Who really owns your social data?
That is the question that will be debated tonight at the headquarters of CBS Interactive in San Francisco, along with many others.
The development of the next generation of the web is at stake. What will be discussed tonight?
- Media literacy. What is the digital divide? It's growing worse because people don't know how to search. Some of us do, but 98% of the populus don't.
- Best practices. Supporting industry standards like data portability and OpenID.
- Ethics. Who owns social media?
“If all you have is a hammer, then the world looks like a nail.” -Heuer
How can we learn, as users of this medium, how we can repackage context and still keep the story moving? How do we keep people up to date on what happened before?
Who owns social media inside an organization? Who is responsible for it? Who gets the credit if things soar into outer space? Also, how do you share that ownership?
Maybe ownership is the wrong word though. Everyone is responsible for social media, right?
Toeman: If social media isn't built into your products, you're doing it wrong.
Can marketing folks be authentic enough to have that emotional connection that is part of social media?
Combs: Regardless of what your discipline, do you understand what these people what and are you willing to make them happy?
Manuel: We are more inclined to trust our friends or peers than anything that is corporate. We look online for information first now. We have to think about that more.
Certain companies are not using Twitter, but the communities are using Twitter to try and reach them, and there is no answer on the other end. How do you get those people connected?
Toeman: It's important to see where the echo chamber gets to. If you think your product is gonna reach Joe the Plumber, you are probably wrong. It's about understanding which platforms your company can benefit from.
Word of mouth is so essential, but you can't build a whole company on word of mouth. At the end of the day, you need systems that will massively extend your reach.
Combs: There are niche markets like PBS Kids Sprout, which follows a toddler around all day. There is a large, unique audience that is entertained by this. It's basically a community for "mommy bloggers".
The people that love Sprout, really love Sprout. In a few months, they went from zero bloggers to over a hundred.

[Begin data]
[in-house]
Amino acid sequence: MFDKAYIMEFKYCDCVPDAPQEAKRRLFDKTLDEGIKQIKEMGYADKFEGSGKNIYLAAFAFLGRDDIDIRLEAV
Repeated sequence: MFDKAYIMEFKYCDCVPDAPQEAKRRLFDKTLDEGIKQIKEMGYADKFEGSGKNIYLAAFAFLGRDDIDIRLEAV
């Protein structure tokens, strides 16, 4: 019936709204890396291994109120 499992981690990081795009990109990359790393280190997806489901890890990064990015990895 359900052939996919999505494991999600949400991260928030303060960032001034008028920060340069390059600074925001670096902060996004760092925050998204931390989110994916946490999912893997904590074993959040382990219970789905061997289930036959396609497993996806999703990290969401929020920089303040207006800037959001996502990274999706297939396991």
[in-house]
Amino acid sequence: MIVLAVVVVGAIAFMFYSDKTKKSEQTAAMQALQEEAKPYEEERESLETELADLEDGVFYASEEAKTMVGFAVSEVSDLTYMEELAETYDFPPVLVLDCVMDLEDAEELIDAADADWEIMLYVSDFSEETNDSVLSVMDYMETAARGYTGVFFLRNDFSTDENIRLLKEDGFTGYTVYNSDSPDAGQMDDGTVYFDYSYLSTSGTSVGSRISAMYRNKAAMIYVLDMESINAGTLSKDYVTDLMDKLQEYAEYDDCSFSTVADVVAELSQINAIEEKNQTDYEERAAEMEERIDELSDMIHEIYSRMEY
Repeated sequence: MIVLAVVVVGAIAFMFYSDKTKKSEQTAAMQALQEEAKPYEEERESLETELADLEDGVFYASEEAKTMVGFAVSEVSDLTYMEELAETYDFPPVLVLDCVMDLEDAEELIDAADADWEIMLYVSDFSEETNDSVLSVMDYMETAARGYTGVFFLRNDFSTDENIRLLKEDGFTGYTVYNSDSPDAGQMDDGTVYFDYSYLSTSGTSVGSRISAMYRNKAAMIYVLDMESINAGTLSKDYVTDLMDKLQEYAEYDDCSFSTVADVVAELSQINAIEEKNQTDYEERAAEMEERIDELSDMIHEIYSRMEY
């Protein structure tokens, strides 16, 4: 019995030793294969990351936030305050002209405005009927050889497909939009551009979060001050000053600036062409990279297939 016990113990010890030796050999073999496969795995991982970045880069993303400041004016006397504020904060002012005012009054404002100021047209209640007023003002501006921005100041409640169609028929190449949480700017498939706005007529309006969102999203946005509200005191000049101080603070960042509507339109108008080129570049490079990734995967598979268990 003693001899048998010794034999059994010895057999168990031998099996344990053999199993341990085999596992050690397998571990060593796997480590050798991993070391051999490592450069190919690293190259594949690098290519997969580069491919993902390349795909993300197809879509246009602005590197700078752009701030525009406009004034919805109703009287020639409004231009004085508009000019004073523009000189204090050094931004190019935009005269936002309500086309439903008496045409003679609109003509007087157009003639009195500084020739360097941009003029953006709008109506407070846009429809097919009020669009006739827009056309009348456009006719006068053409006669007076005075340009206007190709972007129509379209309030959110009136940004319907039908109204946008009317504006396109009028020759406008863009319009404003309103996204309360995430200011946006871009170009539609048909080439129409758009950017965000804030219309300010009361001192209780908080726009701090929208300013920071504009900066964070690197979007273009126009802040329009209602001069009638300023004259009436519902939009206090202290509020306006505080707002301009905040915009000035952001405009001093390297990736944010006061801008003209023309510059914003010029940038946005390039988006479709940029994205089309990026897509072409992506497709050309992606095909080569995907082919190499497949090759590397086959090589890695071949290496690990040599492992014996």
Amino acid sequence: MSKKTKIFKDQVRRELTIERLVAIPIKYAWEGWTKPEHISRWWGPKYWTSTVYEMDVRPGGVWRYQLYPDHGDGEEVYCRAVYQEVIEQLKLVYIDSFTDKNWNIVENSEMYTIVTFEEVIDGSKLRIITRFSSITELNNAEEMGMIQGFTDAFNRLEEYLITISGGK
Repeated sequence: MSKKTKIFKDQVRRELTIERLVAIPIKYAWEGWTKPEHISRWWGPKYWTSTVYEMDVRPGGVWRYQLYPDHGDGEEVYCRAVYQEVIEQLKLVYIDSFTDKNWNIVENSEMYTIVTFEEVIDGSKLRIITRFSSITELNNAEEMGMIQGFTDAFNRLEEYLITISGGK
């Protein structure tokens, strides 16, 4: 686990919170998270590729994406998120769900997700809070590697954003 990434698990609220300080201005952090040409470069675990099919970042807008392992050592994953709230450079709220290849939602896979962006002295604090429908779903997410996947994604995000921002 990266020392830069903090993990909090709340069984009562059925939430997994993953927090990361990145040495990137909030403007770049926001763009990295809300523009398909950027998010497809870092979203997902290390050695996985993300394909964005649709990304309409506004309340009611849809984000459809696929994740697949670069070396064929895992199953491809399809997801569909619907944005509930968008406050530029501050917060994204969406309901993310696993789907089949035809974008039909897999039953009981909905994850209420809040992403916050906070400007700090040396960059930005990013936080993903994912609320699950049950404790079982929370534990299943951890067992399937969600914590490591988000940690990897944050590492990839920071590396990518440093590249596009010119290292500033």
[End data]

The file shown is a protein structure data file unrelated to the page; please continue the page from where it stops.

Manuel: The volume of information that the gaming industry has is just insane. Sony built a Playstation blog that allowed hundreds of thousands of gamers to interact with the company and get support.
Toeman: BugLabs, the LEGO of gadgets, have built an SDK with a social coding platform. So anyone can collaborate with anyone. The actual programming tools have built in marketing tools that is done right; there is no spin, there are no tricks. It's actually useful.
Whatever tools you are going to deploy, it's about developing thick and thin skinned attitudes simultaneously. Every bit of content coming in is handled in an appropriate manner, but you are also thick-skinned enough that you can't be paralized because someone wrote a tweet that says your product sucks.
Cathy: You're basically letting the consumer into your house, and you have to be okay with that.
It's about measuring ROI. If you sell camcorders for a living, how much money should you invest in Twitter? It's about spending money on your audience. If they've never heard of it before, don't waste a dime. -Jeremy Toeman
Maybe PR needs to leverage the skillsets that they already have of influencing someone's written word, and the transaction of information will be more natural.
Where is social media taking us in 2008 and beyond? If you're reading this blog, chances are you love the web and how we as people can interact with it. We use the web more and more these days to communicate with friends, and sometimes it's even overwhelming.
Do you own this social data? Maybe we should all just forget about it and have some cake?